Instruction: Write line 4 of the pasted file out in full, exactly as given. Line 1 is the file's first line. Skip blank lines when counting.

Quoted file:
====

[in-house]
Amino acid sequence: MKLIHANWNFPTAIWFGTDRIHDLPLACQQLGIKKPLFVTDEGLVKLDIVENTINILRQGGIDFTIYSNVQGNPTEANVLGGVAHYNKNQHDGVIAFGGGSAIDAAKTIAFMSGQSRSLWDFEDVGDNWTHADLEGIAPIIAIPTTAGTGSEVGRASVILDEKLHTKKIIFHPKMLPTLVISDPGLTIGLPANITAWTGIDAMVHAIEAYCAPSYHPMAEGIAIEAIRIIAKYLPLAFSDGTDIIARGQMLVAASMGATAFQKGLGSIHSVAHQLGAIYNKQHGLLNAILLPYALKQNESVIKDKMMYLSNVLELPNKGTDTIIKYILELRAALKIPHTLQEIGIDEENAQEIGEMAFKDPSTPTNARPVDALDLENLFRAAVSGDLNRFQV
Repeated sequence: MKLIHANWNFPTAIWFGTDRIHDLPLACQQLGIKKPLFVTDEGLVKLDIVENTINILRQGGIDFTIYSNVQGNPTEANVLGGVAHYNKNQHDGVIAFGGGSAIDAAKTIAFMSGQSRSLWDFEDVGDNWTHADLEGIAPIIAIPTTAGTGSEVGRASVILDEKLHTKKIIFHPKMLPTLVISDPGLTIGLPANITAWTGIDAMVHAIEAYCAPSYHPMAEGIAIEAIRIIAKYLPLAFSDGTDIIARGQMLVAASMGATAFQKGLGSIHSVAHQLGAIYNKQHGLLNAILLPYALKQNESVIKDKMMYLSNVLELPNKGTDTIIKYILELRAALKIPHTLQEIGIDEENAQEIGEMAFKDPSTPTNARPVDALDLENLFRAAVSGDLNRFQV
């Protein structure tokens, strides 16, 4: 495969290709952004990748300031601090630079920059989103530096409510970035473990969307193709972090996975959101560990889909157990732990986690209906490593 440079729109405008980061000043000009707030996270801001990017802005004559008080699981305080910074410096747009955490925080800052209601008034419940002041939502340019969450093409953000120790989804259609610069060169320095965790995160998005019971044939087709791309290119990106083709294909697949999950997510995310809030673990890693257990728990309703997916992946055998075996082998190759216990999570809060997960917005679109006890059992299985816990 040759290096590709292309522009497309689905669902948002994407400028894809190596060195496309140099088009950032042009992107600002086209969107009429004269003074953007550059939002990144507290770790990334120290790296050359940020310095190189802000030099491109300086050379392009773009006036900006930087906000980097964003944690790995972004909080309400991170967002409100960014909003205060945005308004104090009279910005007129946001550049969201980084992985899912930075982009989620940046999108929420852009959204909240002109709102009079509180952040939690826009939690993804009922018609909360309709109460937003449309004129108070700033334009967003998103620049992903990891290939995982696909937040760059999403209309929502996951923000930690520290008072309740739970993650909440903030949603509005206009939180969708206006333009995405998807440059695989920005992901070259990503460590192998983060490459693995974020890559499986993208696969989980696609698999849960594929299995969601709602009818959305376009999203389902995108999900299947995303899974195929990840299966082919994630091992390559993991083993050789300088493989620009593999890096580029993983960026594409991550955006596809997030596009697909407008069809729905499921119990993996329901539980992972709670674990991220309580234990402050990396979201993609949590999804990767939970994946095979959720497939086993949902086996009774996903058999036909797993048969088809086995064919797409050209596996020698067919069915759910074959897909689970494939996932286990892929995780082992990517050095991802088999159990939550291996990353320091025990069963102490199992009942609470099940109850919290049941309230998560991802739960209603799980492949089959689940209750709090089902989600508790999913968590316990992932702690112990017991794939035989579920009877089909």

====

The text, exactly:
């Protein structure tokens, strides 16, 4: 495969290709952004990748300031601090630079920059989103530096409510970035473990969307193709972090996975959101560990889909157990732990986690209906490593 440079729109405008980061000043000009707030996270801001990017802005004559008080699981305080910074410096747009955490925080800052209601008034419940002041939502340019969450093409953000120790989804259609610069060169320095965790995160998005019971044939087709791309290119990106083709294909697949999950997510995310809030673990890693257990728990309703997916992946055998075996082998190759216990999570809060997960917005679109006890059992299985816990 040759290096590709292309522009497309689905669902948002994407400028894809190596060195496309140099088009950032042009992107600002086209969107009429004269003074953007550059939002990144507290770790990334120290790296050359940020310095190189802000030099491109300086050379392009773009006036900006930087906000980097964003944690790995972004909080309400991170967002409100960014909003205060945005308004104090009279910005007129946001550049969201980084992985899912930075982009989620940046999108929420852009959204909240002109709102009079509180952040939690826009939690993804009922018609909360309709109460937003449309004129108070700033334009967003998103620049992903990891290939995982696909937040760059999403209309929502996951923000930690520290008072309740739970993650909440903030949603509005206009939180969708206006333009995405998807440059695989920005992901070259990503460590192998983060490459693995974020890559499986993208696969989980696609698999849960594929299995969601709602009818959305376009999203389902995108999900299947995303899974195929990840299966082919994630091992390559993991083993050789300088493989620009593999890096580029993983960026594409991550955006596809997030596009697909407008069809729905499921119990993996329901539980992972709670674990991220309580234990402050990396979201993609949590999804990767939970994946095979959720497939086993949902086996009774996903058999036909797993048969088809086995064919797409050209596996020698067919069915759910074959897909689970494939996932286990892929995780082992990517050095991802088999159990939550291996990353320091025990069963102490199992009942609470099940109850919290049941309230998560991802739960209603799980492949089959689940209750709090089902989600508790999913968590316990992932702690112990017991794939035989579920009877089909």